Knickabokkaz, your insistence on thinking the rules don't apply to you is wearing thin. No one is exempt from the forum standards--no matter who they know. Daryl Morey himself would have the same responsibility to maintain forum etiquette.
Now, getting to your post...you are neglecting one thing in your defense of Lin and his lack of reps with Howard. An elite PG wouldn't need any reps to succeed with Howard. He would get on the floor and look to set up the big man and would do it well. Paul, Rondo (when healthy), Rubio, and a handful of others would not need practice to do this. It is PG 101. These guys don't grow on trees and there is a reason their respective teams cling to them tightly.
Check out Steve Nash from 2010. He forces the defense to shift and then either hits a cutter or finds a shooter wide open in his spot. That is what an elite PG does. That's Jared Dudley and Robin Lopez he is getting easy buckets for. Imagine Parsons and Howard in their places.
LINK (sorry, the footage is grainy, but you can see what's happening--all in all a fun watch)
Having said this, I will defend Lin by pointing out he is no PG. He is a combo guard (who is often listed at the point) and should not be held to the same standard. But that's the thing. It wasn't an attack on Lin. It was a question about what makes Houston a better team...and Rahat is right. I like having Lin on the team, but it is becoming increasingly apparent that a player who can elevate the play of all around him by getting them easy looks would be huge for this squad. With Howard, Jones, Parsons, Smith, Casspi and Harden all extremely capable finishers inside plus our group of three-point shooters (currently floundering around league average on the whole--but that's the point--they aren't getting the best looks which an elite PG would facilitate) a pass-first PG would boost scoring and efficiency across the board.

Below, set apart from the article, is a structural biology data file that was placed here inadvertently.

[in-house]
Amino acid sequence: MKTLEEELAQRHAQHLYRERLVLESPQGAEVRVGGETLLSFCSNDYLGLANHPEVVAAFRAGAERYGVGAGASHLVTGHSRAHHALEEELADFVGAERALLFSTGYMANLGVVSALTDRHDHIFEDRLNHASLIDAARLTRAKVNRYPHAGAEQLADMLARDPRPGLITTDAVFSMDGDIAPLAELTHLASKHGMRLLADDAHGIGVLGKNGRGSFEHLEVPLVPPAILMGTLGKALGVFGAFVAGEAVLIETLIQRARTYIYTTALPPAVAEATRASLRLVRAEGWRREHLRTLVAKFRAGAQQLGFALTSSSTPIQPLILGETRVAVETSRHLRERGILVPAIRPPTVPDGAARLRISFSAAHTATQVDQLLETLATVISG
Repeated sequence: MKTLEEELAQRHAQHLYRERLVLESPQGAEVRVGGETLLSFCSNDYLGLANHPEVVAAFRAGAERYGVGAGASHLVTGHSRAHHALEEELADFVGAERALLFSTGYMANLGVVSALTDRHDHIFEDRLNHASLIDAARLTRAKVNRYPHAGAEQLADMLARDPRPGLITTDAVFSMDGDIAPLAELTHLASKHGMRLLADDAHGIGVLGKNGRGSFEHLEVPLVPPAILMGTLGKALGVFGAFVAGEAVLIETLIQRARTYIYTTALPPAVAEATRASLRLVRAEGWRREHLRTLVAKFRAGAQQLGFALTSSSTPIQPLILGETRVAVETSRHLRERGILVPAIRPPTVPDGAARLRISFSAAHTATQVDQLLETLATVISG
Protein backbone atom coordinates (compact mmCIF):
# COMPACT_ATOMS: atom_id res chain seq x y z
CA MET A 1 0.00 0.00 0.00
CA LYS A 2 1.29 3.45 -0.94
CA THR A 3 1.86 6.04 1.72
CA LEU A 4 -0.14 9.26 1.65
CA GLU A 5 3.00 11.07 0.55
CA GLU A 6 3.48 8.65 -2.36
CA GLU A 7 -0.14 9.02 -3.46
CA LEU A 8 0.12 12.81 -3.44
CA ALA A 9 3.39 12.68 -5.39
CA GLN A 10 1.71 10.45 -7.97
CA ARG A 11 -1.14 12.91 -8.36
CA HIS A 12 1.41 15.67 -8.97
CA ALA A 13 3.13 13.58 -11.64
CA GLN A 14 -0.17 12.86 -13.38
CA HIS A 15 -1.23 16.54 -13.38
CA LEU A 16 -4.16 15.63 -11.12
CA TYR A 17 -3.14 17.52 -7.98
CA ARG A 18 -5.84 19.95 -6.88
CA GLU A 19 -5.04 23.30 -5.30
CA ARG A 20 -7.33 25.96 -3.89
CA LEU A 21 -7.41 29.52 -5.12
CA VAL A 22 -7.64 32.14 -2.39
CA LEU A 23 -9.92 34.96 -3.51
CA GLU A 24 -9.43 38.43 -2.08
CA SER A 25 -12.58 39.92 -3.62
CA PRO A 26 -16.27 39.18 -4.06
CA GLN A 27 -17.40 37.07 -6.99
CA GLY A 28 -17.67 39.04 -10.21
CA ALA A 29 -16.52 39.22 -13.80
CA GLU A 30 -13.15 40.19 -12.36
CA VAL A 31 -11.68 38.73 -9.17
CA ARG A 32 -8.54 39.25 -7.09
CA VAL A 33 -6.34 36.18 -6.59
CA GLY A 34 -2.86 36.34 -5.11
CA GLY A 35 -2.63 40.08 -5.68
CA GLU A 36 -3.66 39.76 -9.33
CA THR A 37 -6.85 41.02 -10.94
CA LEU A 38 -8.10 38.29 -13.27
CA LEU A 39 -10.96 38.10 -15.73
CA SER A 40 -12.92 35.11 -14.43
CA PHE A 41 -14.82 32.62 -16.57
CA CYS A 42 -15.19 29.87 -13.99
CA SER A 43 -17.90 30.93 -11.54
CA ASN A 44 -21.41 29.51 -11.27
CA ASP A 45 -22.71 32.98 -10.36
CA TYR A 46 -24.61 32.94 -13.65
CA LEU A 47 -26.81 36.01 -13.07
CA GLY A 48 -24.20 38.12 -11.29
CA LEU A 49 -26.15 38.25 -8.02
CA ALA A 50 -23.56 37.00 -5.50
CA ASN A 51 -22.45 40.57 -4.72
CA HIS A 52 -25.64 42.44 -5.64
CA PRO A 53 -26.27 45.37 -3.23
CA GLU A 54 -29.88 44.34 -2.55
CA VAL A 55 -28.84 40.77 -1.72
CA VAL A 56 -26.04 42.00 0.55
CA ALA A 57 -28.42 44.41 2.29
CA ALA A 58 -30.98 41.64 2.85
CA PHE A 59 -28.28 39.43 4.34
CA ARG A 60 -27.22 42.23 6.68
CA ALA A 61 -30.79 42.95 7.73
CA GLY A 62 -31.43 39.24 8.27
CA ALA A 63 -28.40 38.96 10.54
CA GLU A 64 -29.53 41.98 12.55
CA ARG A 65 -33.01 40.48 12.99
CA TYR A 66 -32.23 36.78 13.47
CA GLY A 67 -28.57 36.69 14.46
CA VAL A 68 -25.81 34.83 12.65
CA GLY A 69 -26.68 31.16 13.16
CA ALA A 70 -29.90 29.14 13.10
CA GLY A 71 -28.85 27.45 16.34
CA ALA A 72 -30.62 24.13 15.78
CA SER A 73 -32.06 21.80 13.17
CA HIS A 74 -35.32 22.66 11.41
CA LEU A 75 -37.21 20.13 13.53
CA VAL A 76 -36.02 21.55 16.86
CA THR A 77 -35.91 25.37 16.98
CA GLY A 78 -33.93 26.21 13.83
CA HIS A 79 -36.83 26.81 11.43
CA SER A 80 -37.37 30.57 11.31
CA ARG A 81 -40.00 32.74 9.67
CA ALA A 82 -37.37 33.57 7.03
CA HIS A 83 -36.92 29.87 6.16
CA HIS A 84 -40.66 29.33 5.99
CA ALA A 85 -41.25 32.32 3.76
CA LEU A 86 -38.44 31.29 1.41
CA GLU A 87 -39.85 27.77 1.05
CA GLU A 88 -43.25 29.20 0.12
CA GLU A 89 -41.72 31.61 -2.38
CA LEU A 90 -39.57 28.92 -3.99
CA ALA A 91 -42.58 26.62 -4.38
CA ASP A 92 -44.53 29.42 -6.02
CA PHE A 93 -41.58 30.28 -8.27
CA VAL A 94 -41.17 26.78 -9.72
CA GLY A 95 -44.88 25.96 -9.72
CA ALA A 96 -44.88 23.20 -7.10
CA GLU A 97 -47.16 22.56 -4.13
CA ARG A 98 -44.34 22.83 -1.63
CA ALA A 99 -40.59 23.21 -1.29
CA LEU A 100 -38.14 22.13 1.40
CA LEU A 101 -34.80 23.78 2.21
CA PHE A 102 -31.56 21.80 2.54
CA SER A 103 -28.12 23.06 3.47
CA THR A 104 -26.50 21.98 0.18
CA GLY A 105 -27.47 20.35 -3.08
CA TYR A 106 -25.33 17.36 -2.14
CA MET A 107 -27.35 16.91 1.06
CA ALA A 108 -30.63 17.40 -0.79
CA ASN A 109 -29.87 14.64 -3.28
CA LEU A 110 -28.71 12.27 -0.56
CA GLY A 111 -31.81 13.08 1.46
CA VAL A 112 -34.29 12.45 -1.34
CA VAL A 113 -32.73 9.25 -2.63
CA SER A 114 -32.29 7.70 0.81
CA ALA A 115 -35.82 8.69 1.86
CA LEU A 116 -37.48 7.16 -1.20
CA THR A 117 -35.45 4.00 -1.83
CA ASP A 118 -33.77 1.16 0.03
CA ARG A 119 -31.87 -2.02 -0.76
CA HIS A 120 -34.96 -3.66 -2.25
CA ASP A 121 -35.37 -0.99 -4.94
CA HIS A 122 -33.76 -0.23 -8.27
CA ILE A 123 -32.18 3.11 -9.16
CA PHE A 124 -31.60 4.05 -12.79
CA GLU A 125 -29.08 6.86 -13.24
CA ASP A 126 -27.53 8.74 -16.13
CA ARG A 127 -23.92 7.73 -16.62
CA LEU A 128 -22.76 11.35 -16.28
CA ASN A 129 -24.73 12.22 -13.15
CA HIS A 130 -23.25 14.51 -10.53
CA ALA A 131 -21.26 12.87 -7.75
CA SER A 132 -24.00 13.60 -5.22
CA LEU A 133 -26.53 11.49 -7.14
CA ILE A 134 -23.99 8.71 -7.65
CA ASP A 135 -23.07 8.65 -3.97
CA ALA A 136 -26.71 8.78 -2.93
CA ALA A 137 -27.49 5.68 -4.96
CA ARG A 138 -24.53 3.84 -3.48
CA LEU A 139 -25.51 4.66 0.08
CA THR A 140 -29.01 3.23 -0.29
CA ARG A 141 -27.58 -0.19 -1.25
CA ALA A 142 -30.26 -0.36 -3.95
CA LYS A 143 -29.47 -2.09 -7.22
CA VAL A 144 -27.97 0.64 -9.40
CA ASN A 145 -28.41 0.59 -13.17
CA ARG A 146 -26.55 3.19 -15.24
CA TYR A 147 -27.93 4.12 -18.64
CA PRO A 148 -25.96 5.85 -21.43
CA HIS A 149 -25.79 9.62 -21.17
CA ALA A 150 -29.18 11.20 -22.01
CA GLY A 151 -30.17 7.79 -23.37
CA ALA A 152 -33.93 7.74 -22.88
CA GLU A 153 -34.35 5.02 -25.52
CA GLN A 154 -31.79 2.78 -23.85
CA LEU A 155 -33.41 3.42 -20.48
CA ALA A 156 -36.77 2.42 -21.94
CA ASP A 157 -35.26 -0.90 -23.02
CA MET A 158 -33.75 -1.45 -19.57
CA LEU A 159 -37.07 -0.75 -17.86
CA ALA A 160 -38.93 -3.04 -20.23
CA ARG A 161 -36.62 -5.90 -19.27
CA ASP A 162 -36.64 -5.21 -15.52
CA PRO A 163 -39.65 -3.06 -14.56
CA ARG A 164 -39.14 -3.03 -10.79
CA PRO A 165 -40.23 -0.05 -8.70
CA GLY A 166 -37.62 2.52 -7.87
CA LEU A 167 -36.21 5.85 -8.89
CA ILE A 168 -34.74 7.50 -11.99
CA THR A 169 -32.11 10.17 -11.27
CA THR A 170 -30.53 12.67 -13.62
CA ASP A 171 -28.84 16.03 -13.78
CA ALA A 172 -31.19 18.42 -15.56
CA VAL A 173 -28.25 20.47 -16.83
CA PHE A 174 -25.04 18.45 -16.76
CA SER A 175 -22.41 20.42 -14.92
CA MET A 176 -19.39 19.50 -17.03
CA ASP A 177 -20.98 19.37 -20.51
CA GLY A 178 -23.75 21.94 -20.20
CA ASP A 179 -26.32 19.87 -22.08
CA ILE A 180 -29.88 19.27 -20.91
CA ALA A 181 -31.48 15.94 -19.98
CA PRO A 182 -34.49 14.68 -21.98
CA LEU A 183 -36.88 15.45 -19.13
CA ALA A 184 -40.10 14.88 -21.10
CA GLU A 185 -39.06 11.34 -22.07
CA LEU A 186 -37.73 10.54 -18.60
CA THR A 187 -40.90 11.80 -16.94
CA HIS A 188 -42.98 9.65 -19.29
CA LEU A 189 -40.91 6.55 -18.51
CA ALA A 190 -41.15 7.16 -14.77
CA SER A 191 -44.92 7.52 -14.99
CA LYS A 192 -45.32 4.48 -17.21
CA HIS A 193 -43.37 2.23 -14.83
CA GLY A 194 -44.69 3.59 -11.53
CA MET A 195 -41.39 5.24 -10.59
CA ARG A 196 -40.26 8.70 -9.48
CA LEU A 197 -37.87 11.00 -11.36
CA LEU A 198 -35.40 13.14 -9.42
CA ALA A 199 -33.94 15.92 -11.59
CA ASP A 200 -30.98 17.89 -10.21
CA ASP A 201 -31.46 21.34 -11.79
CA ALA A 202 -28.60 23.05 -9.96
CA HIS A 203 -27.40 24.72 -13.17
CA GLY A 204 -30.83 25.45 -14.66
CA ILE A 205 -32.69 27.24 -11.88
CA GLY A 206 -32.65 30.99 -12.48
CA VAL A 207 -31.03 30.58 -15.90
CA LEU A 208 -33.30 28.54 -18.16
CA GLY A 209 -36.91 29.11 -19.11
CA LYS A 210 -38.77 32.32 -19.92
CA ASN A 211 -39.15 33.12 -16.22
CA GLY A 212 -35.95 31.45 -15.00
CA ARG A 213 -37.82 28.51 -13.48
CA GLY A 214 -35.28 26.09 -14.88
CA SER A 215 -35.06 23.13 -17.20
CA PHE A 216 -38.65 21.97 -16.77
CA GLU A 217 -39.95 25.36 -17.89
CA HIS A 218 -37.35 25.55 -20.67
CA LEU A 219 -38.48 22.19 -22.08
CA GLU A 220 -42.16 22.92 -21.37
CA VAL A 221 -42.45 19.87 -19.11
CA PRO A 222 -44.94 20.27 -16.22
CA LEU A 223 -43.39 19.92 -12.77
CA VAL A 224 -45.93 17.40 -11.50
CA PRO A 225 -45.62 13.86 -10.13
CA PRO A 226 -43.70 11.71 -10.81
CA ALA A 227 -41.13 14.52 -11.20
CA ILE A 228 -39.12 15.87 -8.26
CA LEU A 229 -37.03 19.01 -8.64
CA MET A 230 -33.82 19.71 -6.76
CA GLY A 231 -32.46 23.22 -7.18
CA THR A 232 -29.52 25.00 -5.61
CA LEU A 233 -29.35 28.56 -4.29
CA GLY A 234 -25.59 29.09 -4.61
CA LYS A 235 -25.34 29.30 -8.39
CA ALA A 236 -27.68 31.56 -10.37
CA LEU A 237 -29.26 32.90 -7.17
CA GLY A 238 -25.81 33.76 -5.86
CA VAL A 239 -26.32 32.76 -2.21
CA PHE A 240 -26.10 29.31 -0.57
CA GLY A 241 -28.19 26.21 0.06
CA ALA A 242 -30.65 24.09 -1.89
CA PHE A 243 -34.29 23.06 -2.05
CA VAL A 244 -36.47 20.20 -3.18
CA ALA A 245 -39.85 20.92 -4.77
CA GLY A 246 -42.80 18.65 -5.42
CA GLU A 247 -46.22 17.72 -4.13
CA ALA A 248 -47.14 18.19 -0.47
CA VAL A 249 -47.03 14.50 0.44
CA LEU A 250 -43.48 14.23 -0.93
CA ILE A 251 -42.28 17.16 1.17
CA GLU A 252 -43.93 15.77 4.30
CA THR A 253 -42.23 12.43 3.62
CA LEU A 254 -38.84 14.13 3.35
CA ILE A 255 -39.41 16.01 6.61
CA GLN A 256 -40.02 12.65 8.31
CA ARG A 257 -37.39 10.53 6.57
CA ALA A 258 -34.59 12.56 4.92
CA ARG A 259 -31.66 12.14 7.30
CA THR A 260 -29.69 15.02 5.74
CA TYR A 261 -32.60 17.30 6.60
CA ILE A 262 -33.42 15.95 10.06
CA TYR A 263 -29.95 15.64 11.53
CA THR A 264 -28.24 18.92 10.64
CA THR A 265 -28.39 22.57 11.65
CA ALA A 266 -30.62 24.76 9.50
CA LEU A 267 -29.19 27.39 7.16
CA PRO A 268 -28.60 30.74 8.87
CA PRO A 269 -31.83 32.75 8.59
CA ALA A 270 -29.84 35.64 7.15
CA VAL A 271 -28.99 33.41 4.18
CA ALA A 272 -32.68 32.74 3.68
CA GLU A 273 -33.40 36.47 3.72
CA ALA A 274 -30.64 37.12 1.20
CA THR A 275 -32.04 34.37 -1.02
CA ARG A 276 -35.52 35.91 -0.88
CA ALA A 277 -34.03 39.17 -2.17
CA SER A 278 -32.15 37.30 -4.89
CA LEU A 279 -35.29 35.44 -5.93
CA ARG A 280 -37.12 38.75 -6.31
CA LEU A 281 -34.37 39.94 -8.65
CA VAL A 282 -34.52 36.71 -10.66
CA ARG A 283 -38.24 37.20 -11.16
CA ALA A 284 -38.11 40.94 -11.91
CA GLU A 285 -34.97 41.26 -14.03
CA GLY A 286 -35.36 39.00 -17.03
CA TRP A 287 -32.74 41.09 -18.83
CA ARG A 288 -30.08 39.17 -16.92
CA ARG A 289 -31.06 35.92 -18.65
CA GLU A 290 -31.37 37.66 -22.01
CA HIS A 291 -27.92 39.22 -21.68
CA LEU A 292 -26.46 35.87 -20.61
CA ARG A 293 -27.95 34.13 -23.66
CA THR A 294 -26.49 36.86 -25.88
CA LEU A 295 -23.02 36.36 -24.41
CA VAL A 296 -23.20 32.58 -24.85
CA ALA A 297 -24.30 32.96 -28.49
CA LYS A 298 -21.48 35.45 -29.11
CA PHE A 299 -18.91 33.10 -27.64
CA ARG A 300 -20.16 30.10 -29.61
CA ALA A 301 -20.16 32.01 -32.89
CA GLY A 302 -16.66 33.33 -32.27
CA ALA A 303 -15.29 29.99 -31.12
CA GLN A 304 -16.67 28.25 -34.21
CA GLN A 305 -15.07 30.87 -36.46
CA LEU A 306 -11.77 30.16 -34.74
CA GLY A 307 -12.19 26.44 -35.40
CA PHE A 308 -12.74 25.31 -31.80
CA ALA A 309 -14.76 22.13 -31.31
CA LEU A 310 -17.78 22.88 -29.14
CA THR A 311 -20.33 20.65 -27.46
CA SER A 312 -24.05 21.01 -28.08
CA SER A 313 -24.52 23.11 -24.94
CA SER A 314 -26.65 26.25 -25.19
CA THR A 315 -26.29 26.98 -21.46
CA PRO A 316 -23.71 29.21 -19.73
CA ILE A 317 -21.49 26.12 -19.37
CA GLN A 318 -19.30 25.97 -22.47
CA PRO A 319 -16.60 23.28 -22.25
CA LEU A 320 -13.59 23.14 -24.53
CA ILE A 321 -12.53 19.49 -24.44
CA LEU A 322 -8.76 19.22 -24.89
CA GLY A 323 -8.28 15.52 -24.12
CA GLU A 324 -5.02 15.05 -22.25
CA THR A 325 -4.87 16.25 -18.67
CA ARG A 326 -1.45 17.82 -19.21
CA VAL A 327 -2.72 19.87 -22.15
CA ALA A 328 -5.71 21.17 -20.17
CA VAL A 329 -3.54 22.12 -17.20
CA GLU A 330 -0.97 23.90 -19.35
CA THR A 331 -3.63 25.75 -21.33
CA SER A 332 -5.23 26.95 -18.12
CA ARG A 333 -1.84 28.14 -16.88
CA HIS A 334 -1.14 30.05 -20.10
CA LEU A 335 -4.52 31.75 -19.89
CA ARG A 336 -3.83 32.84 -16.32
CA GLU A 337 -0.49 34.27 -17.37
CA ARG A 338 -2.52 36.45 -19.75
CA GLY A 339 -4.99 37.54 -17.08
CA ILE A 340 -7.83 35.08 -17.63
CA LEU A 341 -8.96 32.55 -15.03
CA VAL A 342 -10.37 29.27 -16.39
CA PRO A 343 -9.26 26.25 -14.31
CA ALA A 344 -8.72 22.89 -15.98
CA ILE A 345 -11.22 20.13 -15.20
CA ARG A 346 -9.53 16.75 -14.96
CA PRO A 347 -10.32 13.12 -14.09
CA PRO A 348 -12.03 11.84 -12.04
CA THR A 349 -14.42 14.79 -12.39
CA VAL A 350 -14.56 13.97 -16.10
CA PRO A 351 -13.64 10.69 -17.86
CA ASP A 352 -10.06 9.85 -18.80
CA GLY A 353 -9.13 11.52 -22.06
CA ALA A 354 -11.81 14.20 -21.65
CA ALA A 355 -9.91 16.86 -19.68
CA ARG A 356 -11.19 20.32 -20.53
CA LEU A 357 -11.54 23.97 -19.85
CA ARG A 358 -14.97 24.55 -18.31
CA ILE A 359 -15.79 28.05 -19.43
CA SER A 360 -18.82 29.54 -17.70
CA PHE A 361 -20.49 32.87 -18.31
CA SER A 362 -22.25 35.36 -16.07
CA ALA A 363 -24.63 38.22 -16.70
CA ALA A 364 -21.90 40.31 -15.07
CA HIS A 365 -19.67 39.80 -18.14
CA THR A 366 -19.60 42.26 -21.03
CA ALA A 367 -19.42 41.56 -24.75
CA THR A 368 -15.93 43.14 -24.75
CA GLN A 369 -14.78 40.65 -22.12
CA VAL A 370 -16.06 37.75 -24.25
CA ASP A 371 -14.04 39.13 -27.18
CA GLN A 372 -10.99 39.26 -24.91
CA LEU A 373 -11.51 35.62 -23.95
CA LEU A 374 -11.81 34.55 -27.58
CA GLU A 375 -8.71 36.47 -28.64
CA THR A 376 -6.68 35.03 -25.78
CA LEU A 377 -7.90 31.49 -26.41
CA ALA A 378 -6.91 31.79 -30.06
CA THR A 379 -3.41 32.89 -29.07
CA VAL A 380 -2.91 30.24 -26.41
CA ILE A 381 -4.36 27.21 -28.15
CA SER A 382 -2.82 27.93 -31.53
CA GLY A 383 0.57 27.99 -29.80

BrentYen, the difference is some guys just have a knack for catching the defense in mid-shift (when they are weakest) and delivering a pass that leads to easy scores because it leads the player towards the easy score. It is what I would call a true assist versus the categorical ones that get counted because you were the last guy to pass the ball before it gets shot. If those stats were kept (publicly--as I am sure someone tracks them in private) you can bet guys like Paul and Rubio would excel at it. It is akin to a pass play in football. Yeah, most QB's can hit a receiver for a completion, but the really good ones hit them in stride and those more often lead to TD's. It's the same thing in basketball.
Take note of all the times Dwight has amazing post position and seldom receives an entry pass because the ball handler simply does not have the skill, nor the confidence, to send the ball in before 3 seconds would get called. Ultimately, Dwight has to retreat outside of the paint and then gets the pass a solid 12'-15' from the basket. This increases difficulty by a mile (as has been discussed) and subsequently lowers efficiency.